There are several circumstances reflecting facts and raising questions which refute the conclusion of the lower court that appellant is guilty of serious illegal detention. Objectively and subjectively considered, they point towards appellant’s innocence and are incompatible with attributions of guilt.

First. There is no clear evidence that the complainant was forcibly taken while she was in the gasoline station on September 1, 1990. The alleged eyewitness, Mercedes Domingo, was never presented in court because the prosecution did not think that her testimony would be necessary. 25 In the absence of the actual testimony of Domingo, the statement of Victoria Badua that Domingo notified her that complainant was dragged by appellant to the tricycle is self-serving.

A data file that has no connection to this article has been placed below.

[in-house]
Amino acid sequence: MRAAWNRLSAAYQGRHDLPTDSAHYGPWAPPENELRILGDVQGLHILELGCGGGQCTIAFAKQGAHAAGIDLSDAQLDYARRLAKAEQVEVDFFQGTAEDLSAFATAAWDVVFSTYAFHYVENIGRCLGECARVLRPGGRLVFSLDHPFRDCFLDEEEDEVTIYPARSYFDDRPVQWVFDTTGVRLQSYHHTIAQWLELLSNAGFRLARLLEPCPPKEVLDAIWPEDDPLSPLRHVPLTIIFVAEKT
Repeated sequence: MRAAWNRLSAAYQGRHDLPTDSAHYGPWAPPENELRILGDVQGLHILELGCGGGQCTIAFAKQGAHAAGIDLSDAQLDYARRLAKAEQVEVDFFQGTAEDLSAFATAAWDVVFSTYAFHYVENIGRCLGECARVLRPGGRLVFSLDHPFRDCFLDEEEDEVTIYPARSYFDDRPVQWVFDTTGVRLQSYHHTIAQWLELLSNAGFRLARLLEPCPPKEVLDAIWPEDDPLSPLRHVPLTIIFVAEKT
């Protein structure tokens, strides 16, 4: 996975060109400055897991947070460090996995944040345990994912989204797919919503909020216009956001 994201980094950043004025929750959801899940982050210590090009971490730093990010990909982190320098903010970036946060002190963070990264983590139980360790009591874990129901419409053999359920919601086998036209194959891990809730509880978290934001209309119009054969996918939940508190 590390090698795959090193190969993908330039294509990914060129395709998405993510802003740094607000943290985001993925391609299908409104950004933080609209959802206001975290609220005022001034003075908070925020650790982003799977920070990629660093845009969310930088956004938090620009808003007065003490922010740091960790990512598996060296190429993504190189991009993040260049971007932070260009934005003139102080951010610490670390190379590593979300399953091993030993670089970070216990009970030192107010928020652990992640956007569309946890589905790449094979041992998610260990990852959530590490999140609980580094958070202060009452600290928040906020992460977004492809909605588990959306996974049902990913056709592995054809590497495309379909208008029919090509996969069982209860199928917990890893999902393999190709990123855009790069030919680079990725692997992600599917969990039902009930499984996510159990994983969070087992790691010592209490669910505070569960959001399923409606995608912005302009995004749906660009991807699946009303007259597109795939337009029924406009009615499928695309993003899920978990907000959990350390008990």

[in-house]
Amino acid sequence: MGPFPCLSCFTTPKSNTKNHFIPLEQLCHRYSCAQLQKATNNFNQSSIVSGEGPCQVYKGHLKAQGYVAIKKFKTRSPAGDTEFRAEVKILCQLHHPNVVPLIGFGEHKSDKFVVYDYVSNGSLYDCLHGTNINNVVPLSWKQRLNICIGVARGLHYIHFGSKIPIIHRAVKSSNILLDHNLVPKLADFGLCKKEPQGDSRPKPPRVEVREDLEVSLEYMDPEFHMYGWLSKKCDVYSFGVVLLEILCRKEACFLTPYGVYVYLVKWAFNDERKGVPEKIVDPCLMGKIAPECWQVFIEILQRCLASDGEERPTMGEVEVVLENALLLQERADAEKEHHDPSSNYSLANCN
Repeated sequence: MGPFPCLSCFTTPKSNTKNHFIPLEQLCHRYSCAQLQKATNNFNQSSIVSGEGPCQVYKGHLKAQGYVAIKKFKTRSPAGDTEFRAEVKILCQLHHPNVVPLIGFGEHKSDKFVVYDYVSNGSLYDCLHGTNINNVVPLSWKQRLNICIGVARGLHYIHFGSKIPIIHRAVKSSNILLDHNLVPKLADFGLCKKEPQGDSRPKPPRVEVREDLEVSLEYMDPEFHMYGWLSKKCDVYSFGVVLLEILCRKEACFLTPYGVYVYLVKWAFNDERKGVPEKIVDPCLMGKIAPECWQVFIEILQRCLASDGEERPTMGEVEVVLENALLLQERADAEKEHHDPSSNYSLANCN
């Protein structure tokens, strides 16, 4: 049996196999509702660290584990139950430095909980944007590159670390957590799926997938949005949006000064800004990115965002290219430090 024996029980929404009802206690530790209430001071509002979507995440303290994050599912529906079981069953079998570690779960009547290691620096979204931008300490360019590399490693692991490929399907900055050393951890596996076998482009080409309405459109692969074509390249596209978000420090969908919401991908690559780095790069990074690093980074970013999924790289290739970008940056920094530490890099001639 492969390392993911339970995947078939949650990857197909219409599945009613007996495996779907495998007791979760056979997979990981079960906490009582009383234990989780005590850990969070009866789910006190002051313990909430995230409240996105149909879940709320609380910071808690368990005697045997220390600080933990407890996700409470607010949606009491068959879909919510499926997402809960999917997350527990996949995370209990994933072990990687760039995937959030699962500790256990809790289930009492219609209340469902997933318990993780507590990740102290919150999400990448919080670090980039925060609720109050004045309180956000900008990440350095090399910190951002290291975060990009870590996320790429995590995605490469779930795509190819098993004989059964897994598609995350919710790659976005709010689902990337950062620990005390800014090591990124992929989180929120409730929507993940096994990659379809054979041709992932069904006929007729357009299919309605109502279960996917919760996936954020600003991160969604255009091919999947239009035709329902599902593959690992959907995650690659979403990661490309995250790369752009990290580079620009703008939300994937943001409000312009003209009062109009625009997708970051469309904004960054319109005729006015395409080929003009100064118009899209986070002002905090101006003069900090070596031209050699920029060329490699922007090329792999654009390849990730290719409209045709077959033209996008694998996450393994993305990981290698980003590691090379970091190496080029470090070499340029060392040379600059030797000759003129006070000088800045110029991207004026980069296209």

Moreover, when appellant, allegedly pulled complainant towards and into the tricycle, Domingo was far from her. 26 Thus, it was possible that the alleged eyewitness did not at all see appellant force complainant into the tricycle, as claimed by the prosecution. Incidentally, at that time, Paul Ng and his visitors were in the gasoline station and complainant was precisely waiting for them to finish their conversation.

Even, assuming that Domingo actually saw appellant drag the complainant to the tricycle, it is puzzling that she did not seek the assistance of bystanders or law enforcers in the vicinity, as a person who witnessed a crime would normally do. While we take judicial notice that eyewitnesses to an offense are often reluctant to report the incident to law enforcers, the Court finds the response of Domingo to the occurrence contrary to human experience.